Robert Gorelangton

Playing Churchill

Warren Clarke is the latest in a long line of actors to take the role of the great statesman

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Where would gentleman actors be without Churchill? No prime minister has given as much work to the profession as Winston (though Blair comes a close second), patron saint of jowly thespians of a certain age. Churchill now features in a new stage play called Three Days in May, about the British war cabinet in May 1940. The great man is played by Warren Clarke, whose fleshy fizzog is well known to fans of the 12 series of the BBC’s Dalziel and Pascoe — he plays Detective Superintendent Dalziel. A splendidly robust actor, he has roughly the same baby-fed-on-whisky looks as Churchill. In this he doesn’t wear rompers, instead you get the Churchill outdoors look — spotty bowtie, homburg and cigar.

‘He was balder than I am,’ Clarke says over coffee and a shared bag of Galaxy Minstrels after a matinee performance in Milton Keynes. ‘I am about the same age he was in 1940 when the play is set — in my mid-sixties. His face was like a football. Mine’s big but it’s not so round. His hair was thinner. I have had mine cut, but I am buggered if I am going bald for my country.’

He’s got the gravel in the voice, the vocal slur which the ‘Narzees’, as Churchill called them, put down to the drink. Clarke is unusually experienced as Winston. As a young actor he played him in the 1974 mini-series Jennie: Lady Randolph Churchill, starring Lee Remick. ‘I had a great time doing that. I liked the man. Churchill didn’t hold any terrors for me. Then when I agreed to do this, I looked at the footage again and I thought “Shit, I’m going to have work harder than I thought.” But it’s the voice that grabs the audience. If you don’t attempt it and get it right, they’ll say “Where the hell’s Winston?” I am a smoker, which helps.’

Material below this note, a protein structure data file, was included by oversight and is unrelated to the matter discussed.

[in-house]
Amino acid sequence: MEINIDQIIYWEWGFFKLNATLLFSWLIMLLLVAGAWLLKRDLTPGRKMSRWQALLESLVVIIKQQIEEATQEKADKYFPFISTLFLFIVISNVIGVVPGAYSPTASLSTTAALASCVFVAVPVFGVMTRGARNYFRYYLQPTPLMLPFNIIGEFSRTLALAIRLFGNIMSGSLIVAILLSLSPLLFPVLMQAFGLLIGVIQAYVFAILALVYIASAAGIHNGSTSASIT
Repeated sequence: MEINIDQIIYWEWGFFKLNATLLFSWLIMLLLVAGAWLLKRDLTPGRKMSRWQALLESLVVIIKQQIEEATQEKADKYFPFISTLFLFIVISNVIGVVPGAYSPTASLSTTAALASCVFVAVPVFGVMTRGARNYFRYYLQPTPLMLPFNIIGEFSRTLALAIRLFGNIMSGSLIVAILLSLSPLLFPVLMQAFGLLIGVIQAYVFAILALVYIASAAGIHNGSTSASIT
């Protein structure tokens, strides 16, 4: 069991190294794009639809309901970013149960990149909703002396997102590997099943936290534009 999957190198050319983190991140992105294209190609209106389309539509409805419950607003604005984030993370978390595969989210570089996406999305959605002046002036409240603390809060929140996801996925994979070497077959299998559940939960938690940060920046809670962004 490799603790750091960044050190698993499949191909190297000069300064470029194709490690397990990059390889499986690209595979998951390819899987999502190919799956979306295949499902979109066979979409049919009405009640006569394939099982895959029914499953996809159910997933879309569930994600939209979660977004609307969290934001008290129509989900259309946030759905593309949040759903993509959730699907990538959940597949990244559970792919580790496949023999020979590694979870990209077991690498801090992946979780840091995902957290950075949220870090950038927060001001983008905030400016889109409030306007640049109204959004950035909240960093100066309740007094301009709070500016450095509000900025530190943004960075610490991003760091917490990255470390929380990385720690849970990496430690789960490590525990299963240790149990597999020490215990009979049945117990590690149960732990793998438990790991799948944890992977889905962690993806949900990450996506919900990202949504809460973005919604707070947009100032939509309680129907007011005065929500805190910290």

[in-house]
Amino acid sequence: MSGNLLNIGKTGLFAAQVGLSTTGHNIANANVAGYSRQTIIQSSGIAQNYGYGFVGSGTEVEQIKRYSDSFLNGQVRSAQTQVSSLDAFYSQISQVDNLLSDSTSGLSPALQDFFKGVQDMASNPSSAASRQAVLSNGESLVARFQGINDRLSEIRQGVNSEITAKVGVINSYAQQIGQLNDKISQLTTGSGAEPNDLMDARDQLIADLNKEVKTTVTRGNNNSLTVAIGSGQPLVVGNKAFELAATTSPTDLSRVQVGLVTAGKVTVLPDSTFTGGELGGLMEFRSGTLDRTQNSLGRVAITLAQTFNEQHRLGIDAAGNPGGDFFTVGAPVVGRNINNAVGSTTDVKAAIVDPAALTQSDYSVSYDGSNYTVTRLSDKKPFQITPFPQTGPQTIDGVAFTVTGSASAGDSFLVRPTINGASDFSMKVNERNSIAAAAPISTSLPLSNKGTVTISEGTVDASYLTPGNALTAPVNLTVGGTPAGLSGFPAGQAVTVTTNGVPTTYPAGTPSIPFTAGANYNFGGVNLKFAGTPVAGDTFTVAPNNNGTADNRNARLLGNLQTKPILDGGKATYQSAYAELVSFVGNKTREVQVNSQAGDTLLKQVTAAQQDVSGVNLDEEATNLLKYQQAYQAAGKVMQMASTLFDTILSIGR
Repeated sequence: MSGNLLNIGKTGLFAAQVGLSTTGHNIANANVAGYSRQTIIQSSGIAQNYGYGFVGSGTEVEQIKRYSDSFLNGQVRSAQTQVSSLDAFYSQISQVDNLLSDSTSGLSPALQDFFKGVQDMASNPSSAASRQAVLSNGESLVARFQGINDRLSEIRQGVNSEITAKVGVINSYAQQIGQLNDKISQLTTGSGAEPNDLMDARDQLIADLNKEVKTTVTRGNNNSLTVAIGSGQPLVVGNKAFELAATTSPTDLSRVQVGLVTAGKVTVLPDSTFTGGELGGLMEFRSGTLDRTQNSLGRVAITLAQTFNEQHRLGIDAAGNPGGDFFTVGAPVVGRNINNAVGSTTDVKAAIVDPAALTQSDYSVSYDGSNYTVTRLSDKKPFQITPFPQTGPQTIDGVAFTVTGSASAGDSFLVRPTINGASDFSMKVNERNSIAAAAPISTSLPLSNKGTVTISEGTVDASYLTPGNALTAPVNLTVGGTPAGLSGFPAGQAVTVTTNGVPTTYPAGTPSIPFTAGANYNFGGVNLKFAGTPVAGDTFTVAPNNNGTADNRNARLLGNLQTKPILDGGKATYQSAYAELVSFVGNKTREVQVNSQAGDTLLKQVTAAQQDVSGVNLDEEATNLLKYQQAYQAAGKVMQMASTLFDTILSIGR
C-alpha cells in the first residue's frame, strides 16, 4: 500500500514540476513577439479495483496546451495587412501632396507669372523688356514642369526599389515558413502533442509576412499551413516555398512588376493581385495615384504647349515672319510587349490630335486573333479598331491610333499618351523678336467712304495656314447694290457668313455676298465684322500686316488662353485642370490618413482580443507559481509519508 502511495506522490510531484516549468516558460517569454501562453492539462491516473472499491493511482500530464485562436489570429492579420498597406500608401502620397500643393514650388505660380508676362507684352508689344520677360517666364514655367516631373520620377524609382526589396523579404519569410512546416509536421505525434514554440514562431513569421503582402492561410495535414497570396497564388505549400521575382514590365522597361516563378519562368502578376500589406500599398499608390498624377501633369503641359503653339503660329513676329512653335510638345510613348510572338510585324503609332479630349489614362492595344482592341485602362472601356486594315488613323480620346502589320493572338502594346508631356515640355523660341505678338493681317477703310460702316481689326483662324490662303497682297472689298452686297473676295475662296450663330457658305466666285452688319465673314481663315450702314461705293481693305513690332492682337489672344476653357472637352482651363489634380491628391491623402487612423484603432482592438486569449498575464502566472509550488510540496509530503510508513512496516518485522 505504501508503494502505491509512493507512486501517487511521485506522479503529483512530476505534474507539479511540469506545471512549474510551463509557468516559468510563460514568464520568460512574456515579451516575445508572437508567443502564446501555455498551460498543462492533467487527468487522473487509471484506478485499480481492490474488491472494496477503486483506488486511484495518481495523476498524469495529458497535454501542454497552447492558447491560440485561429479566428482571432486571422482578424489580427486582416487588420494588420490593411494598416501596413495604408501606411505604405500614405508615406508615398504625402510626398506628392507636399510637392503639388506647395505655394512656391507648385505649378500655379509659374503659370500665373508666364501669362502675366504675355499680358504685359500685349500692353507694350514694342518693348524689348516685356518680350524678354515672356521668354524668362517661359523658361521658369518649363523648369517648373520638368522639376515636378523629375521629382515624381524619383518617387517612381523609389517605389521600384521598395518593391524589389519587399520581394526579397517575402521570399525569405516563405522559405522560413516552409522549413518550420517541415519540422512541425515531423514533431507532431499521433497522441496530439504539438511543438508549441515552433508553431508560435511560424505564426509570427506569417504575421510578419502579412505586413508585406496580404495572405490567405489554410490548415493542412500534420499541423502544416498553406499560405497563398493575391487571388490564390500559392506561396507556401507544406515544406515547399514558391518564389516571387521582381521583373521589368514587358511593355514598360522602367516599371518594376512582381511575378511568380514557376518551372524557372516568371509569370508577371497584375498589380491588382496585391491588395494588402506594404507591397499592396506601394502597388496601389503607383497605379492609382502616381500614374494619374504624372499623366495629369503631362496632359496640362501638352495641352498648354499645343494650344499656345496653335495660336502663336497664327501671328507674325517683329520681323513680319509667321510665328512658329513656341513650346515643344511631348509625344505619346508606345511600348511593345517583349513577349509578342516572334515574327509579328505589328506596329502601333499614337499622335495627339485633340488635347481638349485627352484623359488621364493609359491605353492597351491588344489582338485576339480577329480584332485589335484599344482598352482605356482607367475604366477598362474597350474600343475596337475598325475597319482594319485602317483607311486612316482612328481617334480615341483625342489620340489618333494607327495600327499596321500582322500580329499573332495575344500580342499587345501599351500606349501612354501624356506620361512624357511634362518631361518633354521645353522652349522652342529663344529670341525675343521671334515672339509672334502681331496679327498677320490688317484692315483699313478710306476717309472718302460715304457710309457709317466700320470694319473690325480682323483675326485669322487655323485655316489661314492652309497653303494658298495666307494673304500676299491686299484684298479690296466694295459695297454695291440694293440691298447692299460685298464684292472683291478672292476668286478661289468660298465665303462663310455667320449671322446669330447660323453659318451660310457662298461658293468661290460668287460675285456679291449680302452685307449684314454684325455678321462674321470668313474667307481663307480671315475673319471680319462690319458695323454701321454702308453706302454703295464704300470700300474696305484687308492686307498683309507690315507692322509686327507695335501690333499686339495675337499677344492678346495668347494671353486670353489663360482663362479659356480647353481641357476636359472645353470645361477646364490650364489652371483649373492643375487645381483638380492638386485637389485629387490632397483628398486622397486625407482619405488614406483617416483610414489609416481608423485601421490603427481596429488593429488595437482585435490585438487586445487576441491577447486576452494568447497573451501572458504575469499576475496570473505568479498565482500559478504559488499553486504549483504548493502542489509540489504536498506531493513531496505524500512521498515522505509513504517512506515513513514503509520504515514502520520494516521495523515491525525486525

Clarke chomps cigars on stage despite the ban on stage smoking, which has made realistic portrayals of almost anyone in the mid-20th century near impossible. In this show, Churchill’s beloved Romeo y Julieta Cubans are electronic props, emitting a sad odourless vapour which the non-smoking Hitler would have been proud of.

So how does he sound? Clarke gives me a taste. The context is the French prime minister’s visit to Churchill at No. 10 (not far from the Trafalgar Studios in Whitehall where the play, currently touring, will be presented from 31 October) in the run-up to Dunkirk. The sentence he warms up with is: ‘Premier, good to see you. Jock, why haven’t you given Musshure Reynaud a drink?’ Jock is Jock Colville, Churchill’s young assistant private secretary whose diaries have partly furnished the playwright Ben Brown with his material.

It’s very much his own performance, a low revving growl with a very human feel to it, but inevitably it also sounds like an accretion of all actor Churchills — from the mellifluous Richard Burton to the patrician Robert Hardy to the pub landlord-like Albert Finney. None of them, though, is a patch on Churchill’s own studied performance of his part.